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Male 14,331
Keep staring at the oxyacetylene flame old guy it`s great for your eyes!!!
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Male 2,862
@DrProfessor

In the UK we use both to measure weather, Farenheit when it`s hot `Ooh its up in the 80s` and Celcius when it`s cold `Brrr, it`s well below zero`
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Male 80
@Steelgrid, I have bad memories of flashburn. Effectively blind because you can`t bear to open your eyes. Not that you`ll be able to see anything through those blistered corneas anyhow.

Oh, just because it`s worth mentioning, the damage isn`t immediately apparent. In my case, it took about 12-14 hours to manifest. I was working the night shift at the time and all of a sudden I realized my eyes were dry and I was losing my vision, and that quick flash was bad. Wear a mask if you`re even going to be near arc welding.
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Male 12,365
[quote]Just because you CAN do something dosn`t mean you should... eeh.... this vid makes the cave-person in me uncomfortable. Fire bad![/quote]

Try watching a video of someone putting their bare hand into a bucket of molten lead, which is something like 350C. I first saw it some years back, done by a physicist who opened up lectures with it. That really bothers the more primitive parts of a person`s mind. Including his - he said it took him quite a while to be able to force himself to do it the first time, despite the fact that he understood exactly what was going on and why he could get away with hit (wet hand, Leidenfrost effect).
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Male 663
@Steelgrid God, that sounds awful. Do your eyes ever recover from something like that?
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Male 2,737
Neat stuff.
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Male 2,700
"I`m still surprised that he didn`t need a welders mask or something though."

Its Oxyacetylene, not an arc welder. You could see what you are working on with little more than a set of cheap sunglasses. This isnt like arc welding where a quick unprotected glimpse at the weld in progress usually causes flashburn. Let me tell you something, flashburn is torturous.

Imagine if you will, that you laid outside in the sun all day, got a massive sunburn that takes a week to go away.

Now imagine that on your eyeballs.
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Male 5,194
OH! I GOT AN IDEA! You get some of this stuff, and then you spray it on a SUPER-HERO costume. Then, you get some of that stuff that nothing liquid will stick to (remember that?) and spray the costume with THAT, too. And then... ok, I don`t really know where the hell I`m going with this.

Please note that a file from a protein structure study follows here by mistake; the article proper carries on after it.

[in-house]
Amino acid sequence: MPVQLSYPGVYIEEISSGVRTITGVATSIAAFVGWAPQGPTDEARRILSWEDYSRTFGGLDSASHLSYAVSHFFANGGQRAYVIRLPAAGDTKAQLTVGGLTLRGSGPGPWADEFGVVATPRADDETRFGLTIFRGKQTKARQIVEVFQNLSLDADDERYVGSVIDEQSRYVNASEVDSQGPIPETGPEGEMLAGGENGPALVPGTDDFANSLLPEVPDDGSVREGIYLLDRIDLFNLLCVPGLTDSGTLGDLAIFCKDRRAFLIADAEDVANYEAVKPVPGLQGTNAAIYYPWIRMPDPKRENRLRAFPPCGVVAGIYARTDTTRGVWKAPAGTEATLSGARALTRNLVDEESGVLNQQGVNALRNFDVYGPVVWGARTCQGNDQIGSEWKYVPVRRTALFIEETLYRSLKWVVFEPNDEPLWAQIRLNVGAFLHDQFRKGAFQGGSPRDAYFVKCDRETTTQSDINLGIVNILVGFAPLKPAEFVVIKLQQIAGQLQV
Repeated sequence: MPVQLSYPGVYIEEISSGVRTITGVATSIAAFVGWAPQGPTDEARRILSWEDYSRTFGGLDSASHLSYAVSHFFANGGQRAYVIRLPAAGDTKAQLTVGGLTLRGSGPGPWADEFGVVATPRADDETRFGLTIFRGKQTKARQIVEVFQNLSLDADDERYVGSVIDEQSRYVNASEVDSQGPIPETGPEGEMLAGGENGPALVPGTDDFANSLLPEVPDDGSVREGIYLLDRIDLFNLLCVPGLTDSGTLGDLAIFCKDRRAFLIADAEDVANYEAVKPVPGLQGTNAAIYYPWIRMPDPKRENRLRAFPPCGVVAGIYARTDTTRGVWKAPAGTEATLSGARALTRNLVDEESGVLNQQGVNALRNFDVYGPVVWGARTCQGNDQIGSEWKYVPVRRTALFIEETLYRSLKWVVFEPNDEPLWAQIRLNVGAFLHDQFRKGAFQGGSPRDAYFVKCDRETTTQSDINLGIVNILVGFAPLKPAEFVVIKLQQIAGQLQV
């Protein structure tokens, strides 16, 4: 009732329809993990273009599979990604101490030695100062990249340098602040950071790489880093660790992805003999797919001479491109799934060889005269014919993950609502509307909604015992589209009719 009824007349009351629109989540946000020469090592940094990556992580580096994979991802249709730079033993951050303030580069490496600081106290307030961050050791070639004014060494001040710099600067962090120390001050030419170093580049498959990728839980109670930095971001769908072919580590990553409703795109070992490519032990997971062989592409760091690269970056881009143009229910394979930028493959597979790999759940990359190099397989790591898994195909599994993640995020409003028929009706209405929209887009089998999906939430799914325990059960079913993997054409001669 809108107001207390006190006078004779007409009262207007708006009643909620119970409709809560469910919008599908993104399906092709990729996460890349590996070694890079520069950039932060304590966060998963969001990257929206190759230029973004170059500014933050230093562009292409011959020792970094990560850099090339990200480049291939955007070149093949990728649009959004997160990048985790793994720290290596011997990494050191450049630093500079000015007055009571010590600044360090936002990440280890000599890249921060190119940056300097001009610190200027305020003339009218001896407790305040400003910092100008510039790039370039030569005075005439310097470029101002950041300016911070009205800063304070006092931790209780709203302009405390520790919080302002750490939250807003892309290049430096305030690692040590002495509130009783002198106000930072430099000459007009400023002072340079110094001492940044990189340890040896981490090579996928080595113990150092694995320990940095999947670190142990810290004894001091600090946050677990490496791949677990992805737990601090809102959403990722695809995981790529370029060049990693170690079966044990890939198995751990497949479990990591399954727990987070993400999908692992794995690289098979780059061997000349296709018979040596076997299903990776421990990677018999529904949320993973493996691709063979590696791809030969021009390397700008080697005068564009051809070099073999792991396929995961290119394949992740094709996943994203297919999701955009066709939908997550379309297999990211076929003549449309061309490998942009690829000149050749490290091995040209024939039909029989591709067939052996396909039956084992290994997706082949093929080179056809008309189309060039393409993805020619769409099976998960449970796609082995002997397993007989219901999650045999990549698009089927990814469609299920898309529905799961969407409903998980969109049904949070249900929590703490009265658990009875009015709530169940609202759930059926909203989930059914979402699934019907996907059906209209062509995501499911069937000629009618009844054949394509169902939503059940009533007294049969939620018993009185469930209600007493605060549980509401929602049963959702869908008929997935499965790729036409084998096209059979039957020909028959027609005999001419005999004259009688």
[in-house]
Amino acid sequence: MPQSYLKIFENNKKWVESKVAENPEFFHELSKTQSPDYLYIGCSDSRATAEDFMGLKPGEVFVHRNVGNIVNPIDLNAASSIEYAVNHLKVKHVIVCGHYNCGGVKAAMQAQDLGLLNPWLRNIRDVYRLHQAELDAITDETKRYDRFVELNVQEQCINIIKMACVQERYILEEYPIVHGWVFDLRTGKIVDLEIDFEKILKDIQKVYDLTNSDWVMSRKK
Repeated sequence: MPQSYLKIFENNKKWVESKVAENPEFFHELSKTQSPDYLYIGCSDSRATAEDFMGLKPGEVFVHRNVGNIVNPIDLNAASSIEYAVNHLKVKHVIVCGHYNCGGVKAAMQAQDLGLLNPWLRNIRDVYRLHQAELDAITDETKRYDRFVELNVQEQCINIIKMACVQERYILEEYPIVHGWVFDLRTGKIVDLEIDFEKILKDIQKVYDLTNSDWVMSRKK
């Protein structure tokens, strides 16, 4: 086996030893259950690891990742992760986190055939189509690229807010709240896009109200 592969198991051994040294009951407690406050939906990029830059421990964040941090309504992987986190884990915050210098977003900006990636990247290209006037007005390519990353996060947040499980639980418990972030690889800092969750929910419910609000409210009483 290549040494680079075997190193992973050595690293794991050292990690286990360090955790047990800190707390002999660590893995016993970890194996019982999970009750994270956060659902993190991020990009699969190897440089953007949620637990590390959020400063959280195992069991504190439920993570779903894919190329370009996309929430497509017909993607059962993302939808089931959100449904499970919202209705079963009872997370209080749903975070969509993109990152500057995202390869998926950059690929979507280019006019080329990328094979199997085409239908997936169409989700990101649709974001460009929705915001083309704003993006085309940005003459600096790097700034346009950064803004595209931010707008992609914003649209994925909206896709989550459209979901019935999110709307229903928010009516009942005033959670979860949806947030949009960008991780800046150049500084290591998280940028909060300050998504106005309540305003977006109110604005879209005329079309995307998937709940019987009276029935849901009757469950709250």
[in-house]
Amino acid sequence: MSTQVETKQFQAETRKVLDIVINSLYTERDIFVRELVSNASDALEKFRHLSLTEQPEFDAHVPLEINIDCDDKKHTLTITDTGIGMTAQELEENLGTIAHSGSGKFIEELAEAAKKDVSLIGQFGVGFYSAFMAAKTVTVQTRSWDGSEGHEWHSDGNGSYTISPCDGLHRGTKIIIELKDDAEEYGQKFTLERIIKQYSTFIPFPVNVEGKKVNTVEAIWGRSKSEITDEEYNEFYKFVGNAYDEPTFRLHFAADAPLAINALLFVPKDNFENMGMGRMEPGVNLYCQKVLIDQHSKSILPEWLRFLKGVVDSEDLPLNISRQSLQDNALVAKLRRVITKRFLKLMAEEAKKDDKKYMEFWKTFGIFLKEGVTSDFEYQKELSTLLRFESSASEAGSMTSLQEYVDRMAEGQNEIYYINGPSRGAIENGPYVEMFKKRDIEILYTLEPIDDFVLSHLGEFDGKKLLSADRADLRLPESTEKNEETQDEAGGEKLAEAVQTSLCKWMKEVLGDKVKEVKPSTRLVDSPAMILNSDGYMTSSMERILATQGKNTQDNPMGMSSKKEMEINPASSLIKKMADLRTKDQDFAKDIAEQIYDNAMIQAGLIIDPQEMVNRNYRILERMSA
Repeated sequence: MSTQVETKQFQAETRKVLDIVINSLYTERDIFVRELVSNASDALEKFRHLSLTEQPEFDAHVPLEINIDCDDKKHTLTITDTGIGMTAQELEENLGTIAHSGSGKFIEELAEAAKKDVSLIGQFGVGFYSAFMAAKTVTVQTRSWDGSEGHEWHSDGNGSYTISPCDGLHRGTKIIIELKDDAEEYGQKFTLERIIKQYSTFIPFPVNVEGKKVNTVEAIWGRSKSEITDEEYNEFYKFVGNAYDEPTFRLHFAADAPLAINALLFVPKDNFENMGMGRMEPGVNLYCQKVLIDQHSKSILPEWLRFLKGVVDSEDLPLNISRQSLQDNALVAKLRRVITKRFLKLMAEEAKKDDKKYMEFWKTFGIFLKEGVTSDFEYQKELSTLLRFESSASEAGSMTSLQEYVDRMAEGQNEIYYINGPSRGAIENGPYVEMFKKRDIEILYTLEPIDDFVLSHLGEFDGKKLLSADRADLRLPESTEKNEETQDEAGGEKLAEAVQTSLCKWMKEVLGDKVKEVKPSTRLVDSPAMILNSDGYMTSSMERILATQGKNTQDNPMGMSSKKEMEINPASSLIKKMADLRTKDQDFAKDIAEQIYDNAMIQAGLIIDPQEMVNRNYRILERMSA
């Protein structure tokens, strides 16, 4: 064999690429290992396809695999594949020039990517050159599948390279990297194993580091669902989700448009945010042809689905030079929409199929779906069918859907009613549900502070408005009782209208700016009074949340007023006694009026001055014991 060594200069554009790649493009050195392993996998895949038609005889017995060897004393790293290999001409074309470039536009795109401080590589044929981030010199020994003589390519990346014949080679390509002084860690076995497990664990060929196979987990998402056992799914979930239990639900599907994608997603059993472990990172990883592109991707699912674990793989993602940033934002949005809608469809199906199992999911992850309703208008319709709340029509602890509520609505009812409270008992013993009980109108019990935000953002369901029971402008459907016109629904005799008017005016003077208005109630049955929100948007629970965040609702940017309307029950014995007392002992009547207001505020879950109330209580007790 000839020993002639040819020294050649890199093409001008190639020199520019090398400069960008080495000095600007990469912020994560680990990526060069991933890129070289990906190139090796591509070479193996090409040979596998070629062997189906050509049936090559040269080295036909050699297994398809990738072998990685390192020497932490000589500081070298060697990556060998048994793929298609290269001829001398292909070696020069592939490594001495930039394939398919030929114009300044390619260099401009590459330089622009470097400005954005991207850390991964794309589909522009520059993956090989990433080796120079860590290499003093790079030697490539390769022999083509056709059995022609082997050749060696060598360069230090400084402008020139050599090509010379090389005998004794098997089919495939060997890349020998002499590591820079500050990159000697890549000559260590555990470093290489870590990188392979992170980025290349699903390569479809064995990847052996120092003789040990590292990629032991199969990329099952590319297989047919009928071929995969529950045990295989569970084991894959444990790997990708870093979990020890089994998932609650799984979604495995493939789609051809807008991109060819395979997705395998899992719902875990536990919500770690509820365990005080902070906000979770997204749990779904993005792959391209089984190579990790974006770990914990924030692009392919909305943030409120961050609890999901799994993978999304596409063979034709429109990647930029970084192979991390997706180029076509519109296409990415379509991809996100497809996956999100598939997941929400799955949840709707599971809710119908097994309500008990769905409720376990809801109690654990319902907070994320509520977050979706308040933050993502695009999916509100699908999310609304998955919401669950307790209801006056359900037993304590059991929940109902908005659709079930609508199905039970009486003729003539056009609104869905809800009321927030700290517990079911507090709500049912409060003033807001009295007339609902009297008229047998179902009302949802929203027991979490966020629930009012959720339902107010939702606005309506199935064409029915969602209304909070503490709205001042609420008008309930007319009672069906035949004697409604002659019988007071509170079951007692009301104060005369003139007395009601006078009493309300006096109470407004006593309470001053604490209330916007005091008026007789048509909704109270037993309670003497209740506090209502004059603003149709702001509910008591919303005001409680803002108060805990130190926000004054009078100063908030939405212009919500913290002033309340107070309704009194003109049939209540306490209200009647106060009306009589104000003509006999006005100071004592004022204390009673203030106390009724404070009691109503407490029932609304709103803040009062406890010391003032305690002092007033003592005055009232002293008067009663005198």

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Male 526
that`s a really stupid way to test something - it blows off when wet.
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Male 663
Haha I saw that foam dripping off and was waiting for the part protecting his hand to fall on the floor. Glad that that didn`t happen. @Angillion, interesting explanation for the heat/temperature. I`m still surprised that he didn`t need a welders mask or something though.
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Male 2,700
Or to simplify what ANG put, a fireplace keeps you away with RADIANT heat, but this materiel slows the process of convectional heat. If he kept that torch there long enough, sure he might not burn his hand immediately, eventually that material will heat up and he will burn, but its a slow process.
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Female 1,386
Just because you CAN do something dosn`t mean you should... eeh.... this vid makes the cave-person in me uncomfortable. Fire bad!
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Male 12,365
An analogy with another form of energy might be useful. In this analogy, speed is analogous to temperature and kinetic energy is analogous to heat.

Scenario 1: A small speck of dust hits a person at 1000 mph. It has a very high speed, but because it has so little mass it has very little kinetic energy, so it does them no harm.

Scenario 2: A large boulder hits a person at 5mph. It has far less speed, but because it has so much mass it has a great deal of kinetic energy, so it kills them with massive overkill.
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Male 12,365